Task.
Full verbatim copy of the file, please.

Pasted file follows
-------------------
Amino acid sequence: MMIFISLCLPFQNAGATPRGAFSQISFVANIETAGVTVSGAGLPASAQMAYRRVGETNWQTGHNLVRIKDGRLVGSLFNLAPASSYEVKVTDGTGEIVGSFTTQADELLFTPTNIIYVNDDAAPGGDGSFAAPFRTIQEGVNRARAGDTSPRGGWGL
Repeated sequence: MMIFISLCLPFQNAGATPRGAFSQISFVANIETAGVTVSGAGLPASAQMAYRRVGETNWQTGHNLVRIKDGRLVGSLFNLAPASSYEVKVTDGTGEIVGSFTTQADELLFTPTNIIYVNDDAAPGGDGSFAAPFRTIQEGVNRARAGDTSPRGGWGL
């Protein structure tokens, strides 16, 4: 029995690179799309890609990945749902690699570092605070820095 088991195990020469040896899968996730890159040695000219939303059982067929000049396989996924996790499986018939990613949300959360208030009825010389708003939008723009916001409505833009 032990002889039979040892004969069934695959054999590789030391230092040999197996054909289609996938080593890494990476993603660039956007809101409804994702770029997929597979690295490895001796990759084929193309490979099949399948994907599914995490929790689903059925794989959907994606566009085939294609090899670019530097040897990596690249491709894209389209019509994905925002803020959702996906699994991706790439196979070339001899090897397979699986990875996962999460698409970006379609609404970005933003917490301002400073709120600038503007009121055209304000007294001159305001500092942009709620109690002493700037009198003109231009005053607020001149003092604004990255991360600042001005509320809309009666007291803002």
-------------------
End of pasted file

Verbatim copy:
Amino acid sequence: MMIFISLCLPFQNAGATPRGAFSQISFVANIETAGVTVSGAGLPASAQMAYRRVGETNWQTGHNLVRIKDGRLVGSLFNLAPASSYEVKVTDGTGEIVGSFTTQADELLFTPTNIIYVNDDAAPGGDGSFAAPFRTIQEGVNRARAGDTSPRGGWGL
Repeated sequence: MMIFISLCLPFQNAGATPRGAFSQISFVANIETAGVTVSGAGLPASAQMAYRRVGETNWQTGHNLVRIKDGRLVGSLFNLAPASSYEVKVTDGTGEIVGSFTTQADELLFTPTNIIYVNDDAAPGGDGSFAAPFRTIQEGVNRARAGDTSPRGGWGL
């Protein structure tokens, strides 16, 4: 029995690179799309890609990945749902690699570092605070820095 088991195990020469040896899968996730890159040695000219939303059982067929000049396989996924996790499986018939990613949300959360208030009825010389708003939008723009916001409505833009 032990002889039979040892004969069934695959054999590789030391230092040999197996054909289609996938080593890494990476993603660039956007809101409804994702770029997929597979690295490895001796990759084929193309490979099949399948994907599914995490929790689903059925794989959907994606566009085939294609090899670019530097040897990596690249491709894209389209019509994905925002803020959702996906699994991706790439196979070339001899090897397979699986990875996962999460698409970006379609609404970005933003917490301002400073709120600038503007009121055209304000007294001159305001500092942009709620109690002493700037009198003109231009005053607020001149003092604004990255991360600042001005509320809309009666007291803002």